Can a lion kill a human baby

Infanticide in lions

Exclusively for zoos.media - August 6th, 2019. Author: Philipp J. Kroiß

It happens again and again that lions kill their offspring - in nature and in human care. Why is that? What does this behavior mean for the animals?

Infanticide in lions

It's a topic that isn't often discussed, but that doesn't mean it doesn't exist. But especially after the recent events in Leipzig, animal rights organizations will again address this issue unilaterally and want to fool the public in order to stir up their agenda, which is directed against any form of animal husbandry. Why is it so seldom spoken of? Well, it's hard to initiate - especially at a time when there has been a complete romanticization of wildlife. That is why some people can no longer imagine the simplest facts. A hard start helps here: Lions sometimes kill their offspring. That's so. That's not nice. But that will always be the case, because it is natural behavior.

Taboo subject: infanticide

However, this does not only happen with lions: other big cats do it, dolphins, bears and many other species including otters and mongooses. Ultimately, it's pretty common. At the same time, however, it is not the norm either, because most of the young animals get through. However, at the same time it is almost a rule that a certain proportion of young animals is killed by the animals themselves. Many people humanize animals and it is inconceivable for them that their favorite animals, which they like so much, would do that, because we humans would ostracize and punish such an act. But nature works completely differently than our human coexistence.

The best known, also in the context of the lion, is the form of infanticide, in which a new dominant male comes into a group and kills the existing young. The reason for this is that the females then quickly mature again and the new male can then reproduce. It's a horrific crime from a human perspective, but completely normal from a lion's perspective - that too shows why it wouldn't really work with an implementation of animal rights. In Leipzig, however, it was a filial infanticide, which means that the mother killed her own offspring here.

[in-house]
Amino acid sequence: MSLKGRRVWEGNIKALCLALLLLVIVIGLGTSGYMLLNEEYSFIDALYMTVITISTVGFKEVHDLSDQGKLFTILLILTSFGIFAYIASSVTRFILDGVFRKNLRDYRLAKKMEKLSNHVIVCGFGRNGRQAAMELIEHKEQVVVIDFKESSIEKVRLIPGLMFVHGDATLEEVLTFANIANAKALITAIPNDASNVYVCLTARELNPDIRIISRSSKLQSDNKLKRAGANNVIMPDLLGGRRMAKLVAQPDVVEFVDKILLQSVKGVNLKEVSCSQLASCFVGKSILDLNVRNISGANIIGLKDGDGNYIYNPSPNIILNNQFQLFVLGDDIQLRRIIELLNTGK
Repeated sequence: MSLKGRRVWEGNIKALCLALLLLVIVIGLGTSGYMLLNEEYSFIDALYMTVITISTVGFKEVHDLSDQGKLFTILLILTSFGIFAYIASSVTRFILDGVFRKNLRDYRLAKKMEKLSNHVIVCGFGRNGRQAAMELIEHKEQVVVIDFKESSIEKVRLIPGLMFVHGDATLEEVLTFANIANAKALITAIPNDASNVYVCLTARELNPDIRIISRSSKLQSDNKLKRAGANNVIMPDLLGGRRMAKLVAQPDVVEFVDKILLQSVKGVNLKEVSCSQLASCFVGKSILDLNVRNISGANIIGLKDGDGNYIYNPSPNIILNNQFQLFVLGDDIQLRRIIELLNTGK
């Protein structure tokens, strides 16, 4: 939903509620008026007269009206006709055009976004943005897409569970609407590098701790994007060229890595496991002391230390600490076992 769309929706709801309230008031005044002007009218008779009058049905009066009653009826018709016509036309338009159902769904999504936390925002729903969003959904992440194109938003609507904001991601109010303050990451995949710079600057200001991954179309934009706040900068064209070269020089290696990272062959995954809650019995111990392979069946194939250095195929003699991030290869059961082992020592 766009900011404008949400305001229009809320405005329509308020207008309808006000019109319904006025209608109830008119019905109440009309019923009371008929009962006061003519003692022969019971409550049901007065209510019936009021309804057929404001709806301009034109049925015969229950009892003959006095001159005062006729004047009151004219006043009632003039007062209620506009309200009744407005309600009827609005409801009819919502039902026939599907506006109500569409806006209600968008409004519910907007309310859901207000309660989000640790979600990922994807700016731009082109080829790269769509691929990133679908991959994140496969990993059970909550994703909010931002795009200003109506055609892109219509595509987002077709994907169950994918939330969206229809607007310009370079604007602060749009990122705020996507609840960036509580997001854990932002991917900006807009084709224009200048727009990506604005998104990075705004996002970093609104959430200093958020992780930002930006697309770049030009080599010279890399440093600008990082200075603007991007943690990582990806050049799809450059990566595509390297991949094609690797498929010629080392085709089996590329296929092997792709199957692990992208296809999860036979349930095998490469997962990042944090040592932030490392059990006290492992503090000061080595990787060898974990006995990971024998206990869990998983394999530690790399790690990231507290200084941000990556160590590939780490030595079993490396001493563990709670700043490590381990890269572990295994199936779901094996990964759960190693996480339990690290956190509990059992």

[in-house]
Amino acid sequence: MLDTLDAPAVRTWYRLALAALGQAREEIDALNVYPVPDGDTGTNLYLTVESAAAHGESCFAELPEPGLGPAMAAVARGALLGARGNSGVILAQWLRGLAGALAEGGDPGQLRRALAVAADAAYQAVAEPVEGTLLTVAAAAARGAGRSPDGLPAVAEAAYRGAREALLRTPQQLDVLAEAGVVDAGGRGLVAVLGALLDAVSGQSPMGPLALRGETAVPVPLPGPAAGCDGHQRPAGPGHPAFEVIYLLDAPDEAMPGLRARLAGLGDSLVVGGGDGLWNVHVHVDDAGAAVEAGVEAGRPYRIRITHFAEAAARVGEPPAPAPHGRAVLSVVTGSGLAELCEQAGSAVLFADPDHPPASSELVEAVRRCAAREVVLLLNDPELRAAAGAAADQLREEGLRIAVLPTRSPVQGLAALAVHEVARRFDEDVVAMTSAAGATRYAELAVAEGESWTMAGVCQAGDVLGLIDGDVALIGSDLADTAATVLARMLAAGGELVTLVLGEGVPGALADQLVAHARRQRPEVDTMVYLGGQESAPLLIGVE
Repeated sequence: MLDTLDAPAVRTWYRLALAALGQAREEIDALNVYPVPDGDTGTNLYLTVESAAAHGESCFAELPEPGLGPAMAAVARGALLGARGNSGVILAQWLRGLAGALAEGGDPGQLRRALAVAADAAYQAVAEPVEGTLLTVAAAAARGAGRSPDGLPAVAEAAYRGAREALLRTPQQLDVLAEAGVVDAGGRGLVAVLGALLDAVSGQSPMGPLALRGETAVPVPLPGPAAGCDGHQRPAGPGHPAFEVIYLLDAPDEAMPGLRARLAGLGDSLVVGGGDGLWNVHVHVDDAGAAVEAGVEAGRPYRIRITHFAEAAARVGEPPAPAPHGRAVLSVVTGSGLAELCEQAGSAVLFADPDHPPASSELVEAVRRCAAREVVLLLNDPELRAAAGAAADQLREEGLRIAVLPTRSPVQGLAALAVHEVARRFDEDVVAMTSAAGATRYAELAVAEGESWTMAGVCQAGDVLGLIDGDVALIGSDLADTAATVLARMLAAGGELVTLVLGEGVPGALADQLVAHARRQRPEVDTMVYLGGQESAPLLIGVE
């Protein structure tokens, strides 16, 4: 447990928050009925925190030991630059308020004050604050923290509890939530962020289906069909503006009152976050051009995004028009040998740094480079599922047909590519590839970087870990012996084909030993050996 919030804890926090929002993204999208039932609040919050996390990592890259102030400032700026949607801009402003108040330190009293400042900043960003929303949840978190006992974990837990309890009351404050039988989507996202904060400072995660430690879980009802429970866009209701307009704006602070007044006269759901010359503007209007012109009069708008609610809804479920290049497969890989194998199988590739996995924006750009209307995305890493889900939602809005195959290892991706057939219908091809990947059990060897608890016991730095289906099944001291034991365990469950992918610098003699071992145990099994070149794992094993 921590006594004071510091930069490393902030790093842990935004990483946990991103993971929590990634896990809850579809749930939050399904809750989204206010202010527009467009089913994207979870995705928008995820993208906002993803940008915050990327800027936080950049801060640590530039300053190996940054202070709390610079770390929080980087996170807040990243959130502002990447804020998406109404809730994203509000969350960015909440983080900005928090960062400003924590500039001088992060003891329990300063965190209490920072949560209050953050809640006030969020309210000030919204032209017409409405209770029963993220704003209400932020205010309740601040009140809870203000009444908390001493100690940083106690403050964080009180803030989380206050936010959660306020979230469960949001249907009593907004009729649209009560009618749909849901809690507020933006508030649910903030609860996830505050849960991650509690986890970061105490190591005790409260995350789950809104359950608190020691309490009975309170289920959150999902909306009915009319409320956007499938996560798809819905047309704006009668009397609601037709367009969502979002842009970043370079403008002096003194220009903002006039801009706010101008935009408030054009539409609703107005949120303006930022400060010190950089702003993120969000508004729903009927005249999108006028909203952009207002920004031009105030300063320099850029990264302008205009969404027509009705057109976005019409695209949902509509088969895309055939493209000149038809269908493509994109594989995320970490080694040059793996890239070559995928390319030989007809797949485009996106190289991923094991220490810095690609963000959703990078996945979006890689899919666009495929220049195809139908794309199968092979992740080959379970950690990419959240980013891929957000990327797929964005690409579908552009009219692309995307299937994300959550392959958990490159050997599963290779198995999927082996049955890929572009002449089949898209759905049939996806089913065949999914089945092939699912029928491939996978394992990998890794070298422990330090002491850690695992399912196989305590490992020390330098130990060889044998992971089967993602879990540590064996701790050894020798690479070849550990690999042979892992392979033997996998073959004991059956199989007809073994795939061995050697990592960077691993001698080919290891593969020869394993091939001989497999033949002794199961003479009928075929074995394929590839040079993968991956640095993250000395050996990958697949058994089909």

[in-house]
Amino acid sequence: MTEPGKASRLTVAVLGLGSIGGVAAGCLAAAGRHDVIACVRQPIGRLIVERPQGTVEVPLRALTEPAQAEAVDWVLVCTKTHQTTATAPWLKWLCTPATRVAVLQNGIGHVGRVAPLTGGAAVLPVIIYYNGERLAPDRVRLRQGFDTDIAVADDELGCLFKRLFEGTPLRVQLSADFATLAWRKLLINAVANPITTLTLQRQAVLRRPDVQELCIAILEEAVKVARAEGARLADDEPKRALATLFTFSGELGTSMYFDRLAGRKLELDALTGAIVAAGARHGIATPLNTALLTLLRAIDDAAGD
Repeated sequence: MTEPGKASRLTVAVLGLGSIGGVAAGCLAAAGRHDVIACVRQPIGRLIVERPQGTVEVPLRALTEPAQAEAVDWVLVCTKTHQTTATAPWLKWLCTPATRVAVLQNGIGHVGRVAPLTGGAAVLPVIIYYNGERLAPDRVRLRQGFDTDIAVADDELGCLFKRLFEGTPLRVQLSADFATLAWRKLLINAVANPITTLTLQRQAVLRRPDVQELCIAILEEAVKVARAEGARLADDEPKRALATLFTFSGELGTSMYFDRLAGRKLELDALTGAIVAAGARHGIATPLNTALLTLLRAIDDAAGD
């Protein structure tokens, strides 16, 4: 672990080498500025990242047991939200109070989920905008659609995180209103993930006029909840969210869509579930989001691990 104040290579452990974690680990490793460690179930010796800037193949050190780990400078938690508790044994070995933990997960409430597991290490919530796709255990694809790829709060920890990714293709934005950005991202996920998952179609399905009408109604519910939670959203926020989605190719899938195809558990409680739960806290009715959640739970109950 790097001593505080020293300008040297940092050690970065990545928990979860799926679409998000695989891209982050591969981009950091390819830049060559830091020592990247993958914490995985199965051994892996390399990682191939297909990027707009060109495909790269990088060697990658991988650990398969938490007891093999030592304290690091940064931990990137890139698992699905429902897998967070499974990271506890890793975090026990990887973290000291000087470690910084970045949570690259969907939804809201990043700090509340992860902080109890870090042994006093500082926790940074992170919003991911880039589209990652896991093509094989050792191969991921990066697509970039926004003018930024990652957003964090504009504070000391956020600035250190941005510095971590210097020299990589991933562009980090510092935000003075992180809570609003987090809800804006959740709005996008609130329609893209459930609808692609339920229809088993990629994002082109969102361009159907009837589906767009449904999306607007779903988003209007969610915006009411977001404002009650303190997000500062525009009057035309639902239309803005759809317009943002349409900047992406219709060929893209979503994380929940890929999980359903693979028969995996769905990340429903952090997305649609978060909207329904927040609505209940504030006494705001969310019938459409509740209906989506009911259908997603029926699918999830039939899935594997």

Infanticide in general always has the reason to maintain genetic fitness of the species by killing animals that would not be conducive to it. For example, a lioness kills her offspring if she decides that she would be better off without him - that is, has a higher chance of survival. Packer & Pusey (1984), for example, were able to show that lionesses who get rid of one of them after littering two cubs can generate greater reproductive success in their lives. In addition, lion mothers kill their offspring if they are disabled or if they have similar characteristics that they consider to be flaws. The killed young animals are then usually consumed by the mother - that is also normal.

Accept decisions

This happens in nature as well as in human care. In nature, however, very few people really notice it, but in the zoo they do. One must not consider this behavior with human standards, but must understand the killing as a decision of the lions - a decision that one cannot understand as a human, but also does not have to, because they are lions and not humans. It is their form of birth control and since it is their offspring, it is also their choice. Nothing about this is abnormal or has anything to do with keeping animals in captivity.